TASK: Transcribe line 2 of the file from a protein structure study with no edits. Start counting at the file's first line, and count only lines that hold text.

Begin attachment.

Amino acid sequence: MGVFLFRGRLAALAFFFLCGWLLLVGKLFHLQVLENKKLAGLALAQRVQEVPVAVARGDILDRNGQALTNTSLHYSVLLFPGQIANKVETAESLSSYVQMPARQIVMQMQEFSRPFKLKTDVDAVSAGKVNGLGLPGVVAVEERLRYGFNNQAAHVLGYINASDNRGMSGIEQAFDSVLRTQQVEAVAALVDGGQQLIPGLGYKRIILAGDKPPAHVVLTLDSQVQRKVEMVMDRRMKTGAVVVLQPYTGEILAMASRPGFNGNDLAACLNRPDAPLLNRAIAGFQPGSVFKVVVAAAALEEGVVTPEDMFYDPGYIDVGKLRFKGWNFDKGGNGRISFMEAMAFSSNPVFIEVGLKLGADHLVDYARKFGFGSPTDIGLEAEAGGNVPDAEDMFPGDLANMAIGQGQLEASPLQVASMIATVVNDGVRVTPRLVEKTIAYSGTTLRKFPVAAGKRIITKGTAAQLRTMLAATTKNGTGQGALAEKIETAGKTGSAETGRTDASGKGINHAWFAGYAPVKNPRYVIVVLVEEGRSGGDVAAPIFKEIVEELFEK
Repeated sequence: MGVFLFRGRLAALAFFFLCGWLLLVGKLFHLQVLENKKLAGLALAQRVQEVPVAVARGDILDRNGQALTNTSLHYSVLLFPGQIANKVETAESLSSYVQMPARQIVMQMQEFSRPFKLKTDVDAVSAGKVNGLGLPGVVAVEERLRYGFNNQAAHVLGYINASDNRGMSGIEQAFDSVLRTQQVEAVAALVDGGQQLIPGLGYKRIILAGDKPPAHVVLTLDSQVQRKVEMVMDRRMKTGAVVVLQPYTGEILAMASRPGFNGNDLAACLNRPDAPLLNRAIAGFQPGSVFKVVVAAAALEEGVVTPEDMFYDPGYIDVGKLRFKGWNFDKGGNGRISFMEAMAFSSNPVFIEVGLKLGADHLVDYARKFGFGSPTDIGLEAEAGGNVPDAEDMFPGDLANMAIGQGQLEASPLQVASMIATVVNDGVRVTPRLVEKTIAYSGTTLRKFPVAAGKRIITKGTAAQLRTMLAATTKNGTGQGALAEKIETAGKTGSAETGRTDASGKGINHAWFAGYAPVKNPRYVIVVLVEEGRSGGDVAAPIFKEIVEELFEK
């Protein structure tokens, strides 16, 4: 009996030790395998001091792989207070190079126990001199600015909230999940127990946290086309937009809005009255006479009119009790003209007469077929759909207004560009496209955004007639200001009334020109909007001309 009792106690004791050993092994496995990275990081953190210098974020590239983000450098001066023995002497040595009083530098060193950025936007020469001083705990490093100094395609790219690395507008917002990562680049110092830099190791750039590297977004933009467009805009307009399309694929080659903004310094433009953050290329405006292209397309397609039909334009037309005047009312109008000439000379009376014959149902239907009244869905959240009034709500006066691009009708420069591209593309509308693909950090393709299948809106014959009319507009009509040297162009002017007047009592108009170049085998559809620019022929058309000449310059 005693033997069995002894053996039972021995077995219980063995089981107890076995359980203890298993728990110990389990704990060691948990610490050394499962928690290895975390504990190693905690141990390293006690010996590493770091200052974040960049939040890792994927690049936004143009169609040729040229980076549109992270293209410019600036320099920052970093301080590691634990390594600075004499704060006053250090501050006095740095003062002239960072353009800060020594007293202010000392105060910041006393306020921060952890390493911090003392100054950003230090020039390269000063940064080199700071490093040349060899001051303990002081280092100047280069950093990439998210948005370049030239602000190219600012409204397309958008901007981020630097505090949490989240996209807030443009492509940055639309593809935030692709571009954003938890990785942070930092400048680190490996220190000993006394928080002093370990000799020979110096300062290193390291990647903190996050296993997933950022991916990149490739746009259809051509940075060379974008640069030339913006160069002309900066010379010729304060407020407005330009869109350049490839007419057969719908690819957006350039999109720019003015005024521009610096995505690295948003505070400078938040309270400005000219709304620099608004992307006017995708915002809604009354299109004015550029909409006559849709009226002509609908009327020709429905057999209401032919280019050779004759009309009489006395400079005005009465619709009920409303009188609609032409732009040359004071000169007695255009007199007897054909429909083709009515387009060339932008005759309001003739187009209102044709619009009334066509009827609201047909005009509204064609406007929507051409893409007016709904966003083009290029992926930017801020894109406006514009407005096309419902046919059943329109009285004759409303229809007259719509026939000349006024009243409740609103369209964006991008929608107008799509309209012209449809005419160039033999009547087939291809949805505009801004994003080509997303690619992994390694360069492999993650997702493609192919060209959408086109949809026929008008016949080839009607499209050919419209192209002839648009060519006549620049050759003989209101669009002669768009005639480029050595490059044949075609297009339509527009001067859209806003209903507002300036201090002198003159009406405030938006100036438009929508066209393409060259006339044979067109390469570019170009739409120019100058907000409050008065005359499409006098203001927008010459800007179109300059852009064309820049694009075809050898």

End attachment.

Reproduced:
Repeated sequence: MGVFLFRGRLAALAFFFLCGWLLLVGKLFHLQVLENKKLAGLALAQRVQEVPVAVARGDILDRNGQALTNTSLHYSVLLFPGQIANKVETAESLSSYVQMPARQIVMQMQEFSRPFKLKTDVDAVSAGKVNGLGLPGVVAVEERLRYGFNNQAAHVLGYINASDNRGMSGIEQAFDSVLRTQQVEAVAALVDGGQQLIPGLGYKRIILAGDKPPAHVVLTLDSQVQRKVEMVMDRRMKTGAVVVLQPYTGEILAMASRPGFNGNDLAACLNRPDAPLLNRAIAGFQPGSVFKVVVAAAALEEGVVTPEDMFYDPGYIDVGKLRFKGWNFDKGGNGRISFMEAMAFSSNPVFIEVGLKLGADHLVDYARKFGFGSPTDIGLEAEAGGNVPDAEDMFPGDLANMAIGQGQLEASPLQVASMIATVVNDGVRVTPRLVEKTIAYSGTTLRKFPVAAGKRIITKGTAAQLRTMLAATTKNGTGQGALAEKIETAGKTGSAETGRTDASGKGINHAWFAGYAPVKNPRYVIVVLVEEGRSGGDVAAPIFKEIVEELFEK